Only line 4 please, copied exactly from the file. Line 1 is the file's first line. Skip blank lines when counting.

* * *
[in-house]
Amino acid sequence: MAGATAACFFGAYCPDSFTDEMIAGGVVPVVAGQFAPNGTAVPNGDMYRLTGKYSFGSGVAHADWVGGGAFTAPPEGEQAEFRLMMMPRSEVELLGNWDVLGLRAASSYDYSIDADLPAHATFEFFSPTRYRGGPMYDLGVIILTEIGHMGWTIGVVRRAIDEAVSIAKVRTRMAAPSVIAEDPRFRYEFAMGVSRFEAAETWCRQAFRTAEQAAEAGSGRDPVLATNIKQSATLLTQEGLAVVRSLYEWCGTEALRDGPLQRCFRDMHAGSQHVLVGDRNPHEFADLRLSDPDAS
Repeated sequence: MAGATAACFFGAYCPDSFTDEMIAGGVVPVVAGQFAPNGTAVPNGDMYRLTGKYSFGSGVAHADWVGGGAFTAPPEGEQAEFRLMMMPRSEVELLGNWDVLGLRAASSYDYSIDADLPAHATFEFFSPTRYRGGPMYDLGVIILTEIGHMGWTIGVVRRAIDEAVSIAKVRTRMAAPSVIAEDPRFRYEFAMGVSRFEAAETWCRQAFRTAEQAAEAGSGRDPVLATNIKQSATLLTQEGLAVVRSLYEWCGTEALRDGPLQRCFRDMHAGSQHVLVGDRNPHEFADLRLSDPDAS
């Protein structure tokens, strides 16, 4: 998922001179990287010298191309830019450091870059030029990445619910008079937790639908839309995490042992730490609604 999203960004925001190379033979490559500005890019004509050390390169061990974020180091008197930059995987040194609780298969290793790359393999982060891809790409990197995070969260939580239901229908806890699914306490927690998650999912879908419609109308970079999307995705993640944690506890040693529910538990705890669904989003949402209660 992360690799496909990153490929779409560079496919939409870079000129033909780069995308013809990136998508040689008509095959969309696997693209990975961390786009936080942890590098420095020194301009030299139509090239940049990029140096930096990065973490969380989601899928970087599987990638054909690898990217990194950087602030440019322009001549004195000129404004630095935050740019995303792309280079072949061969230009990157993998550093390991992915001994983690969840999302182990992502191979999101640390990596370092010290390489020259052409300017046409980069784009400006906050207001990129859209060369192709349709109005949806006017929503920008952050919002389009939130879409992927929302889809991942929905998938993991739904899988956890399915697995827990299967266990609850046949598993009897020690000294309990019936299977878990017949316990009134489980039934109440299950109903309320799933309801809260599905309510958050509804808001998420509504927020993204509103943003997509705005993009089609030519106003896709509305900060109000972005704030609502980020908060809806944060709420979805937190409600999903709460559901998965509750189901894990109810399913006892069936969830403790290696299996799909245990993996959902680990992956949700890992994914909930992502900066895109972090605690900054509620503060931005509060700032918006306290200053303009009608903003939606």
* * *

């Protein structure tokens, strides 16, 4: 998922001179990287010298191309830019450091870059030029990445619910008079937790639908839309995490042992730490609604 999203960004925001190379033979490559500005890019004509050390390169061990974020180091008197930059995987040194609780298969290793790359393999982060891809790409990197995070969260939580239901229908806890699914306490927690998650999912879908419609109308970079999307995705993640944690506890040693529910538990705890669904989003949402209660 992360690799496909990153490929779409560079496919939409870079000129033909780069995308013809990136998508040689008509095959969309696997693209990975961390786009936080942890590098420095020194301009030299139509090239940049990029140096930096990065973490969380989601899928970087599987990638054909690898990217990194950087602030440019322009001549004195000129404004630095935050740019995303792309280079072949061969230009990157993998550093390991992915001994983690969840999302182990992502191979999101640390990596370092010290390489020259052409300017046409980069784009400006906050207001990129859209060369192709349709109005949806006017929503920008952050919002389009939130879409992927929302889809991942929905998938993991739904899988956890399915697995827990299967266990609850046949598993009897020690000294309990019936299977878990017949316990009134489980039934109440299950109903309320799933309801809260599905309510958050509804808001998420509504927020993204509103943003997509705005993009089609030519106003896709509305900060109000972005704030609502980020908060809806944060709420979805937190409600999903709460559901998965509750189901894990109810399913006892069936969830403790290696299996799909245990993996959902680990992956949700890992994914909930992502900066895109972090605690900054509620503060931005509060700032918006306290200053303009009608903003939606």